Glenn Youngkin, the Republican contender in Virginia’s tight governor’s race, will not participate in Donald Trump‘s upcoming virtual rally for his campaign.
As the November 2 election day inches closer, the former president will hold a phone-in “tele-rally” for Youngkin on Monday, the eve of the gubernatorial election. Trump previously teased plans to visit Virginia to campaign in person for the Republican candidate, but those suggestions never came to fruition.
Youngkin is running against former Democratic governor Terry McAuliffe, with polling putting the two candidates neck-and-neck. Trump has endorsed Youngkin for re-election several times, while the Biden administration has pledged strong support for McAuliffe.
The election, which is taking place in an off-year, may provide insight into how next year’s midterms will shape up. The race has also been viewed as a referendum on President Joe Biden and Trump ahead of their predicted clash in the 2024 presidential election.
Despite Trump’s support, Youngkin told reporters on Saturday that he would not be attending the tele-rally. Short of entirely distancing himself from the event, he also added that his campaign has likely been in touch with the former president’s team.
“I’m not going to be engaged in the tele-town hall,” said Youngkin. “The teams are talking, I’m sure.”
In response, McAuliffe feigned surprise that his opponent would seemingly spurn the support of Trump. In the past, McAuliffe has used Trump’s endorsement as a political cudgel against his opponent.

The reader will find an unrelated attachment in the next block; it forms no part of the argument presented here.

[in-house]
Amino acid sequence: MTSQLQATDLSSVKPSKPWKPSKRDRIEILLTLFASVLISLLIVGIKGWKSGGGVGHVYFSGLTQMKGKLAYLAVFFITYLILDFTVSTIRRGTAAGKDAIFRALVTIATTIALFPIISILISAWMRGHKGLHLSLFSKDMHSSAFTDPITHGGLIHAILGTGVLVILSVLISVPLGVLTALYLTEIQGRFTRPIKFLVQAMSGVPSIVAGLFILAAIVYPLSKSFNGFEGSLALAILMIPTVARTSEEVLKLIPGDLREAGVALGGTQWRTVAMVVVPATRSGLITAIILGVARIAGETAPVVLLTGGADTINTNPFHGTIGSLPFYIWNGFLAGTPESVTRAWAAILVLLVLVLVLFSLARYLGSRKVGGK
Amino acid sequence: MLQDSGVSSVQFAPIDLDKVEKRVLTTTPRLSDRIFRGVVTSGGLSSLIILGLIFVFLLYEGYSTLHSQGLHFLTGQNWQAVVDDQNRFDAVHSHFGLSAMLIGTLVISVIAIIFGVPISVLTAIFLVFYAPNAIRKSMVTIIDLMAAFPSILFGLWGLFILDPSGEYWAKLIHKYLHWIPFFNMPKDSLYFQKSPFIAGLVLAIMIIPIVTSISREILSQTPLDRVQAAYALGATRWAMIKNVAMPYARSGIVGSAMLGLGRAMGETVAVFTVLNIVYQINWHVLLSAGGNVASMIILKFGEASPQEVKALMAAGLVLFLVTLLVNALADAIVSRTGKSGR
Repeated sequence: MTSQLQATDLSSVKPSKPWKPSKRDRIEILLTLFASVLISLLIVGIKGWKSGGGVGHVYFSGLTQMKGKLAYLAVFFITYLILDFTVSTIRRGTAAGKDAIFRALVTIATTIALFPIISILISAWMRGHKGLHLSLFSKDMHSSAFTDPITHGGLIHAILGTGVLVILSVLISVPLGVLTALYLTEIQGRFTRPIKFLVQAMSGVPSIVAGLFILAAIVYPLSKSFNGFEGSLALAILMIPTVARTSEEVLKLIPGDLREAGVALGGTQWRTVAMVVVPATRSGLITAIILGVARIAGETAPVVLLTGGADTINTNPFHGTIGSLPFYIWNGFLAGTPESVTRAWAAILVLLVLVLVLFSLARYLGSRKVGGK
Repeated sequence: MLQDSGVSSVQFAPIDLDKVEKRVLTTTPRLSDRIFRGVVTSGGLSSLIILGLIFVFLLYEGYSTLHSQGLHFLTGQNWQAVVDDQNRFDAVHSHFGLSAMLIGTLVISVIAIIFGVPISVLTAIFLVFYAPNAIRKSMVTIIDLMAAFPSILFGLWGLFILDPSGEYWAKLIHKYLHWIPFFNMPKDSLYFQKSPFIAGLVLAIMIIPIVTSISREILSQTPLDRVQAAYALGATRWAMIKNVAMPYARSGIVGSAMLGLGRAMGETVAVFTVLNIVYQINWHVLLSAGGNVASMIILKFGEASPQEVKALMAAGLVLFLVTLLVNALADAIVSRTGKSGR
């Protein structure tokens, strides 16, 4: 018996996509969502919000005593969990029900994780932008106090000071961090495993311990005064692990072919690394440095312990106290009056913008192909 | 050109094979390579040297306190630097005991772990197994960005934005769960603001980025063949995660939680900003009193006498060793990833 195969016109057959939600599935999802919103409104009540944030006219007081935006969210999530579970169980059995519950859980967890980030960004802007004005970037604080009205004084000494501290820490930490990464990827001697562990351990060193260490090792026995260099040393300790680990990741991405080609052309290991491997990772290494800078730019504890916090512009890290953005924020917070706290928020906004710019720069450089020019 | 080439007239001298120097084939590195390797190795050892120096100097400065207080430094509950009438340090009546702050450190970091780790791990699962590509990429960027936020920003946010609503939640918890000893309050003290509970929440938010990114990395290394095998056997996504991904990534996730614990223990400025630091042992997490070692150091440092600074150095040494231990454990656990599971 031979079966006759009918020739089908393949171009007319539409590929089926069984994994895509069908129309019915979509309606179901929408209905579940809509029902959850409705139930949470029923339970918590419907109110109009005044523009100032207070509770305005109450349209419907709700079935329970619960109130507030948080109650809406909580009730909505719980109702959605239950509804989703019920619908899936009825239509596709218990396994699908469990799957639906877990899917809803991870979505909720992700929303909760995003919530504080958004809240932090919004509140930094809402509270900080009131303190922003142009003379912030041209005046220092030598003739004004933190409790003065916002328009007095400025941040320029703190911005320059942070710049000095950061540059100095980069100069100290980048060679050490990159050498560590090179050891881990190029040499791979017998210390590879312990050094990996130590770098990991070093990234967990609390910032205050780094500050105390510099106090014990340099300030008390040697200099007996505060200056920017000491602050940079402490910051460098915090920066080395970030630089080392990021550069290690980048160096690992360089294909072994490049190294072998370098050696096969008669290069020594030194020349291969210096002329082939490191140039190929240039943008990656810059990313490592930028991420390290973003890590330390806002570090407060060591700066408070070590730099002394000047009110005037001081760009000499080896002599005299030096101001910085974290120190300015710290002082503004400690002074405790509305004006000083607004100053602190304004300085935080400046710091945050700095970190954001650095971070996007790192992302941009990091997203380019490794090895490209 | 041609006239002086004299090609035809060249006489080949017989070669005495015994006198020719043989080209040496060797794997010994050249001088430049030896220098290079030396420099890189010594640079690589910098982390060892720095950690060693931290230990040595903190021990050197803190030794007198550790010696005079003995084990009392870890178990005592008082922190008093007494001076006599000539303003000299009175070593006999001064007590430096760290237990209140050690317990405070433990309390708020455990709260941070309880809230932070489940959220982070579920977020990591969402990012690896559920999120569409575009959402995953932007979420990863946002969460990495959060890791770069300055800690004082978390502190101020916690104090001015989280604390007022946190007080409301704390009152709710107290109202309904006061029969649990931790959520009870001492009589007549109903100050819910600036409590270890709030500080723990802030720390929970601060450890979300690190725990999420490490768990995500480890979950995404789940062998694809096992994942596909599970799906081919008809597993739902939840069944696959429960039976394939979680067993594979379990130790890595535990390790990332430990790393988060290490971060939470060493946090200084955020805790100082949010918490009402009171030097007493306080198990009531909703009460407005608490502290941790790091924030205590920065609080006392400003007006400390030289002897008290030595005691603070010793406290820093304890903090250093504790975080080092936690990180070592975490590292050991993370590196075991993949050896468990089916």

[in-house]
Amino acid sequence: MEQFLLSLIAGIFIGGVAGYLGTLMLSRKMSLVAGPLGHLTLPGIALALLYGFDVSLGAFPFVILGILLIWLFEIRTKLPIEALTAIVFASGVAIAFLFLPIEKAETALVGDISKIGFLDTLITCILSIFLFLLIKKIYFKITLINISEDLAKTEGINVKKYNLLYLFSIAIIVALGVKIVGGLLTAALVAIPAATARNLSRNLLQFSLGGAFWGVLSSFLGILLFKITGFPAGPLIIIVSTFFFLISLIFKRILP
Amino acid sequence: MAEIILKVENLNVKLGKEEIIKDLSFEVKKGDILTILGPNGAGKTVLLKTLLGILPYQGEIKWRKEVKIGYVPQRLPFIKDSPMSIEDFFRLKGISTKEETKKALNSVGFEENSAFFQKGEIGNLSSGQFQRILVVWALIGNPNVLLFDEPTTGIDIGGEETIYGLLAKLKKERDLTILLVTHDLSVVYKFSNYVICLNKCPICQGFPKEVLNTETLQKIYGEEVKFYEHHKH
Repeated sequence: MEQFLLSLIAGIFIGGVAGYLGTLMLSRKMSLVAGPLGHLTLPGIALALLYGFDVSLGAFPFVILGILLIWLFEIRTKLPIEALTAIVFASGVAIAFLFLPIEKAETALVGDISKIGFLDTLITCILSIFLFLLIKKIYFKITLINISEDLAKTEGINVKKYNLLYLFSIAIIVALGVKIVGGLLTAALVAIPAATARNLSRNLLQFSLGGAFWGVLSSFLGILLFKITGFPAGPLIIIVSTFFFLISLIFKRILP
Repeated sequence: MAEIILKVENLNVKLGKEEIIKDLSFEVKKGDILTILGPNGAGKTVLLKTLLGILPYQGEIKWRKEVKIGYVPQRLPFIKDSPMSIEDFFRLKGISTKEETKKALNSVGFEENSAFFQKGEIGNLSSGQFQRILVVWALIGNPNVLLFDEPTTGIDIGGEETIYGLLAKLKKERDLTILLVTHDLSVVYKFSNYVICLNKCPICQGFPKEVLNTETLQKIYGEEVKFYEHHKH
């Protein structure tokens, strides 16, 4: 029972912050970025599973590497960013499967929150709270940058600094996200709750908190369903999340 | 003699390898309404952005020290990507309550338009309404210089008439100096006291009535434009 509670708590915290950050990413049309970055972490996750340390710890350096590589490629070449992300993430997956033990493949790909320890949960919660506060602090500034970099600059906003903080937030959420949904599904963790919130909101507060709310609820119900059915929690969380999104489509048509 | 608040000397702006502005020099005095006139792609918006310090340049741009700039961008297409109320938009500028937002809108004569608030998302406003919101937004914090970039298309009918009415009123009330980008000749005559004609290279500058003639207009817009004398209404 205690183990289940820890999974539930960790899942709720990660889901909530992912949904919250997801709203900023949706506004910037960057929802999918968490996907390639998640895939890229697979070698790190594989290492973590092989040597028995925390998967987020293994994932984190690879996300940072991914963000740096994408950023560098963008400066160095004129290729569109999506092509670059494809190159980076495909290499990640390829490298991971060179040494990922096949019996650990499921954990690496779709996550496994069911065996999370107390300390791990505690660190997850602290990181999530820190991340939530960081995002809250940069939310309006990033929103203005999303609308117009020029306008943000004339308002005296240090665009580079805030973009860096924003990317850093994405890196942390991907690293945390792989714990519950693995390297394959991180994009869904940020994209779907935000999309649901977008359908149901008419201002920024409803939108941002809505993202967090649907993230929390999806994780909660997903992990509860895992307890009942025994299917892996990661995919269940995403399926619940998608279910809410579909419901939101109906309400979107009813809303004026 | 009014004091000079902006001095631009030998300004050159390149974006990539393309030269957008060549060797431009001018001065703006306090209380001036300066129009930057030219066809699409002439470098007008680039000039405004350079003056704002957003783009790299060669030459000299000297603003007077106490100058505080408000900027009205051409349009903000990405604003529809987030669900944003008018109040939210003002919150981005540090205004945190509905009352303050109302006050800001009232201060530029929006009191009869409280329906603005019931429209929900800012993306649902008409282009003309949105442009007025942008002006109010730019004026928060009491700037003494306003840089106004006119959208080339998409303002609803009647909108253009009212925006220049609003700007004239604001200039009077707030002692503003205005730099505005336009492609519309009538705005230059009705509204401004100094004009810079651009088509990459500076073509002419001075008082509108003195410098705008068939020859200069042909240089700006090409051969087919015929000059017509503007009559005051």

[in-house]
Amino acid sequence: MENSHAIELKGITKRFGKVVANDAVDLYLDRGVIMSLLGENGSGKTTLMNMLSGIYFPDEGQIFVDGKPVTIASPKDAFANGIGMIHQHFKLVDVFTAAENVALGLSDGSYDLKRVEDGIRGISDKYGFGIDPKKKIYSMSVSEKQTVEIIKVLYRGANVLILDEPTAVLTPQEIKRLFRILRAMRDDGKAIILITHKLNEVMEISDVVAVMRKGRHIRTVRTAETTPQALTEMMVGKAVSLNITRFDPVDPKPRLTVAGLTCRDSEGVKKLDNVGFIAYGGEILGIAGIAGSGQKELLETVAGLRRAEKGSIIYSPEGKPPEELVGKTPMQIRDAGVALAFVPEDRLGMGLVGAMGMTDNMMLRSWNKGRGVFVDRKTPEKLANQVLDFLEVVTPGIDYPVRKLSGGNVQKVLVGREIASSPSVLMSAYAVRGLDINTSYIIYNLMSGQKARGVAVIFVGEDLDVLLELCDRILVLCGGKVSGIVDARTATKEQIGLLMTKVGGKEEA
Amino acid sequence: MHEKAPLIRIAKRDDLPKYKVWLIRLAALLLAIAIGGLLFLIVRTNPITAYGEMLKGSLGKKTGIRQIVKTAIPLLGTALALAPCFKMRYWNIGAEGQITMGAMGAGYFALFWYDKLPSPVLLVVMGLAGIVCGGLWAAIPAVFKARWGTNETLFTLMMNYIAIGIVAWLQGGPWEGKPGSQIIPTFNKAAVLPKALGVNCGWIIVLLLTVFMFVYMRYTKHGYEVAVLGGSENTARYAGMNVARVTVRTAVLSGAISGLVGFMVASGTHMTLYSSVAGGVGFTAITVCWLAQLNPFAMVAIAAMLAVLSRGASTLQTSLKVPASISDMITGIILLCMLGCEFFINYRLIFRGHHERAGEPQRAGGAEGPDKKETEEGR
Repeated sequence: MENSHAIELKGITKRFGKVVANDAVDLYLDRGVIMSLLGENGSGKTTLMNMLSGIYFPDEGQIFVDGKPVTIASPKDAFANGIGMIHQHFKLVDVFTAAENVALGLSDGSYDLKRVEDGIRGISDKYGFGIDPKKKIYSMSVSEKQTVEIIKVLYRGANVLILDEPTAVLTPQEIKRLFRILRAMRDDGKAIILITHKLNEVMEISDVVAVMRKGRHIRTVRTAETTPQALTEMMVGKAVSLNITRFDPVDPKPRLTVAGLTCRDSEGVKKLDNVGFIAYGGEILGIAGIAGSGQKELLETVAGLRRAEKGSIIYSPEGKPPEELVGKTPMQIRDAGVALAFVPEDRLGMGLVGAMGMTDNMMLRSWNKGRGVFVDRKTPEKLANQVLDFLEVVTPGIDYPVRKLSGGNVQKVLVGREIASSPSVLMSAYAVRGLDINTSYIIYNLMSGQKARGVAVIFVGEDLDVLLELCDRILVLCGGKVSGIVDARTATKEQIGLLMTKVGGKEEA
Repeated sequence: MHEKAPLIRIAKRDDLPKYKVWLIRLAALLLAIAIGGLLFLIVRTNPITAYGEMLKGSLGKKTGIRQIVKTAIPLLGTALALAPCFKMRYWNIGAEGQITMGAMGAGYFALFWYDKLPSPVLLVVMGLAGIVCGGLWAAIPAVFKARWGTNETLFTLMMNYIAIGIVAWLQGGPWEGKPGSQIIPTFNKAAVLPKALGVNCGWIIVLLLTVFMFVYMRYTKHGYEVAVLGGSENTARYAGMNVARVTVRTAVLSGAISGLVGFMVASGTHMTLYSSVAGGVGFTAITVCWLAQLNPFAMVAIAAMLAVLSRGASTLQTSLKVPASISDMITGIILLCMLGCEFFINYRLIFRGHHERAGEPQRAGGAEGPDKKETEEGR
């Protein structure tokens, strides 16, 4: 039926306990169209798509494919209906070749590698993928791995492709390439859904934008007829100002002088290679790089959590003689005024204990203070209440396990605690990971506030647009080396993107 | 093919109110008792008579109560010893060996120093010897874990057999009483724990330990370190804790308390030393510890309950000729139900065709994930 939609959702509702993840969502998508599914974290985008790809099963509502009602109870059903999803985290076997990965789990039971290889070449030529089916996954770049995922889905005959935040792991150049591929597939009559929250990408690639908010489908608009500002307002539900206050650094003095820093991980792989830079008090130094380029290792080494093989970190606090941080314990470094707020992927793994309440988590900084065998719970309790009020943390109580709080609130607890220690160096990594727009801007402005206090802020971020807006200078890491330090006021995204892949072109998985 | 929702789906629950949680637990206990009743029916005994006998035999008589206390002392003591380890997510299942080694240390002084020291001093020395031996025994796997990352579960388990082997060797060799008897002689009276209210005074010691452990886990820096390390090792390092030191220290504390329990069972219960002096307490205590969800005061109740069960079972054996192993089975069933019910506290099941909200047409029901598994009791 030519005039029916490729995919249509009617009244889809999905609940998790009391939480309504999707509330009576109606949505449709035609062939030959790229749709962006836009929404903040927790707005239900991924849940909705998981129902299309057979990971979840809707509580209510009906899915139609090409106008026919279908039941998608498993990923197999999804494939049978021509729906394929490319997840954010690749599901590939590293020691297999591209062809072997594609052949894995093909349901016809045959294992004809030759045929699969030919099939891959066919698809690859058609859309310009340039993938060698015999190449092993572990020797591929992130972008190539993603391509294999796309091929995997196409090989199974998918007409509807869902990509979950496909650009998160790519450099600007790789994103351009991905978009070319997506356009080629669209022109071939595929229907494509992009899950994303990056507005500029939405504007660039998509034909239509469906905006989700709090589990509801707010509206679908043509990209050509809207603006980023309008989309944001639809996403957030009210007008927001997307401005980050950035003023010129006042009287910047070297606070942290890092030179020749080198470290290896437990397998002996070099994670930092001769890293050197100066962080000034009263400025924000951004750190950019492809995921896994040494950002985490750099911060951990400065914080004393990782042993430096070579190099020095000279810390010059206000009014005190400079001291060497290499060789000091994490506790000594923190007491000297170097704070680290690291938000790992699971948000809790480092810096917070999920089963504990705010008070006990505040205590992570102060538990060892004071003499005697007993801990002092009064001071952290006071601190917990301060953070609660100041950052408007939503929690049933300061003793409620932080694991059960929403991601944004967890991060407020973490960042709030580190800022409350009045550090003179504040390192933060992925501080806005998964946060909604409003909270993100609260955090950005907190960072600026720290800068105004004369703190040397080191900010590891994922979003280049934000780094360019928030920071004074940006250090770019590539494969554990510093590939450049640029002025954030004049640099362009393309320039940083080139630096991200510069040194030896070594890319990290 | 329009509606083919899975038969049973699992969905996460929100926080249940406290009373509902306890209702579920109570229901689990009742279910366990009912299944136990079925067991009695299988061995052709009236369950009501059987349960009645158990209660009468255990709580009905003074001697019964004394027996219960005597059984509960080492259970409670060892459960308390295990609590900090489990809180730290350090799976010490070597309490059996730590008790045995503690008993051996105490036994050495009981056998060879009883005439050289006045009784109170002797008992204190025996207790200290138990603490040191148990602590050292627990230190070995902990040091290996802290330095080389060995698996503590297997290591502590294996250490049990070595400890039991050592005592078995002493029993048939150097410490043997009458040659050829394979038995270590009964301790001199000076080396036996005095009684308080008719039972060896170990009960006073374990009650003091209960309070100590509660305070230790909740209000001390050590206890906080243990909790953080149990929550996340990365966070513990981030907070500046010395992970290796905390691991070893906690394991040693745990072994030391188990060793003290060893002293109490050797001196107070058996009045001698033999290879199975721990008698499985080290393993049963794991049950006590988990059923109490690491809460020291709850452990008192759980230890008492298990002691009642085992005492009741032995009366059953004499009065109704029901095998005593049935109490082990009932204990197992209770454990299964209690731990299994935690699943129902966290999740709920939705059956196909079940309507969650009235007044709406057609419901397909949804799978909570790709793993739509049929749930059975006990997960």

“It is just killing Trump that he is not here, obviously,” McAuliffe said on Saturday.
“He is in the race, obviously he has endorsed Youngkin seven different times.”
Biden appeared at a campaign event in Arlington, Virginia, on Tuesday, where he, like McAuliffe, frequently targeted Trump in an effort to fire up the Democratic voting base. Biden also accused Youngkin of keeping his distance from the former president while pledging loyalty in private.
“Terry’s opponent has made all of his private pledges of loyalty to Donald Trump,” Biden said at the event. “But what’s really interesting to me, he won’t stand next to Donald Trump. Think about it. He won’t allow Donald Trump to campaign for him in this state. He’s willing to pledge his loyalty to Trump in private. Why not in public? What’s he trying to hide? Is there a problem with Trump being here? Is he embarrassed?”
Despite his reticence to be associated with the former president, Youngkin said earlier in his campaign that “Trump represents so much of why I’m running.” He has also repeatedly pledged to pursue “election integrity,” an echo of Trump’s long-standing and baseless claims that the 2020 election was stolen from him via mass voter fraud.
Newsweek reached out to Youngkin’s campaign for a comment but did not hear back before publishing.